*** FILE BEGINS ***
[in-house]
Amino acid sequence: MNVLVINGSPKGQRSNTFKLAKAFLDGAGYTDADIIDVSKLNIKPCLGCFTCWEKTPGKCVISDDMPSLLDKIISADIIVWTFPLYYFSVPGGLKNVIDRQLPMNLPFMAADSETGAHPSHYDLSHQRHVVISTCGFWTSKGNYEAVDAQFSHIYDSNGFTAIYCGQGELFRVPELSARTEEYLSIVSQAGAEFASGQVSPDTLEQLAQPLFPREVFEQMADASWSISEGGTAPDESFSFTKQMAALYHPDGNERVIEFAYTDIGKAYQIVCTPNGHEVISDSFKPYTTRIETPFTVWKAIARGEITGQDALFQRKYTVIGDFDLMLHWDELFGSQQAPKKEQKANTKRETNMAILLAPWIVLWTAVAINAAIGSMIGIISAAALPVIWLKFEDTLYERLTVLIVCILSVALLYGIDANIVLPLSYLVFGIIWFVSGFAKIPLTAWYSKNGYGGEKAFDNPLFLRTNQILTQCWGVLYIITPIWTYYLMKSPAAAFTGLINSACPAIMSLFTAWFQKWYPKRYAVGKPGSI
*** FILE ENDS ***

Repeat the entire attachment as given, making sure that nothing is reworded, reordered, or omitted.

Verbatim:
[in-house]
Amino acid sequence: MNVLVINGSPKGQRSNTFKLAKAFLDGAGYTDADIIDVSKLNIKPCLGCFTCWEKTPGKCVISDDMPSLLDKIISADIIVWTFPLYYFSVPGGLKNVIDRQLPMNLPFMAADSETGAHPSHYDLSHQRHVVISTCGFWTSKGNYEAVDAQFSHIYDSNGFTAIYCGQGELFRVPELSARTEEYLSIVSQAGAEFASGQVSPDTLEQLAQPLFPREVFEQMADASWSISEGGTAPDESFSFTKQMAALYHPDGNERVIEFAYTDIGKAYQIVCTPNGHEVISDSFKPYTTRIETPFTVWKAIARGEITGQDALFQRKYTVIGDFDLMLHWDELFGSQQAPKKEQKANTKRETNMAILLAPWIVLWTAVAINAAIGSMIGIISAAALPVIWLKFEDTLYERLTVLIVCILSVALLYGIDANIVLPLSYLVFGIIWFVSGFAKIPLTAWYSKNGYGGEKAFDNPLFLRTNQILTQCWGVLYIITPIWTYYLMKSPAAAFTGLINSACPAIMSLFTAWFQKWYPKRYAVGKPGSI